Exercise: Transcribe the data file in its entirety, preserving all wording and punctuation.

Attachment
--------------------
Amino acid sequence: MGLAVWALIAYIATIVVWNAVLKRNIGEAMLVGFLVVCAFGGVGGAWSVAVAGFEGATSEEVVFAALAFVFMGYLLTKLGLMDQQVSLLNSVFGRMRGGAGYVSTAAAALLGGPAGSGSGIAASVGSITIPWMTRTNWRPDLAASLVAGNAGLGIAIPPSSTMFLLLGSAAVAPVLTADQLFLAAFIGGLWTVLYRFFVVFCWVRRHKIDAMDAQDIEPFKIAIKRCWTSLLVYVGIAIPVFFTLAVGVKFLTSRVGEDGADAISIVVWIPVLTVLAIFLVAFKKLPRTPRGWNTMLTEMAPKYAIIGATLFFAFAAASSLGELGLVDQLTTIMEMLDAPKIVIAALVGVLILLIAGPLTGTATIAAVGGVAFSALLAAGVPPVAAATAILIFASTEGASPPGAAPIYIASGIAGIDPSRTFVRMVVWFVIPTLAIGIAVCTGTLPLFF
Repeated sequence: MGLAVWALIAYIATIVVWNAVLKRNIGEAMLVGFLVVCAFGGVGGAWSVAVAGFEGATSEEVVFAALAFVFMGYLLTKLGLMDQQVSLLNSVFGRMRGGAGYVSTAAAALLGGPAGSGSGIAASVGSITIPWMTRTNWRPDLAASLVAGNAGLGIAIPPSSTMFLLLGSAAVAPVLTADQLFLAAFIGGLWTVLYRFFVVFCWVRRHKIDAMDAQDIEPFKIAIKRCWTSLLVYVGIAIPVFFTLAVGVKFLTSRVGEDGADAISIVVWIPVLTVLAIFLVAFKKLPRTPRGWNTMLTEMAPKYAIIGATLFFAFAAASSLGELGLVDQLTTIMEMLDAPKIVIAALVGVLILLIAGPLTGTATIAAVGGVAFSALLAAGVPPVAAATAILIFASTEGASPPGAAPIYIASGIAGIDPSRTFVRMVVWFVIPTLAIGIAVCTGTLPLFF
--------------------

Amino acid sequence: MGLAVWALIAYIATIVVWNAVLKRNIGEAMLVGFLVVCAFGGVGGAWSVAVAGFEGATSEEVVFAALAFVFMGYLLTKLGLMDQQVSLLNSVFGRMRGGAGYVSTAAAALLGGPAGSGSGIAASVGSITIPWMTRTNWRPDLAASLVAGNAGLGIAIPPSSTMFLLLGSAAVAPVLTADQLFLAAFIGGLWTVLYRFFVVFCWVRRHKIDAMDAQDIEPFKIAIKRCWTSLLVYVGIAIPVFFTLAVGVKFLTSRVGEDGADAISIVVWIPVLTVLAIFLVAFKKLPRTPRGWNTMLTEMAPKYAIIGATLFFAFAAASSLGELGLVDQLTTIMEMLDAPKIVIAALVGVLILLIAGPLTGTATIAAVGGVAFSALLAAGVPPVAAATAILIFASTEGASPPGAAPIYIASGIAGIDPSRTFVRMVVWFVIPTLAIGIAVCTGTLPLFF
Repeated sequence: MGLAVWALIAYIATIVVWNAVLKRNIGEAMLVGFLVVCAFGGVGGAWSVAVAGFEGATSEEVVFAALAFVFMGYLLTKLGLMDQQVSLLNSVFGRMRGGAGYVSTAAAALLGGPAGSGSGIAASVGSITIPWMTRTNWRPDLAASLVAGNAGLGIAIPPSSTMFLLLGSAAVAPVLTADQLFLAAFIGGLWTVLYRFFVVFCWVRRHKIDAMDAQDIEPFKIAIKRCWTSLLVYVGIAIPVFFTLAVGVKFLTSRVGEDGADAISIVVWIPVLTVLAIFLVAFKKLPRTPRGWNTMLTEMAPKYAIIGATLFFAFAAASSLGELGLVDQLTTIMEMLDAPKIVIAALVGVLILLIAGPLTGTATIAAVGGVAFSALLAAGVPPVAAATAILIFASTEGASPPGAAPIYIASGIAGIDPSRTFVRMVVWFVIPTLAIGIAVCTGTLPLFF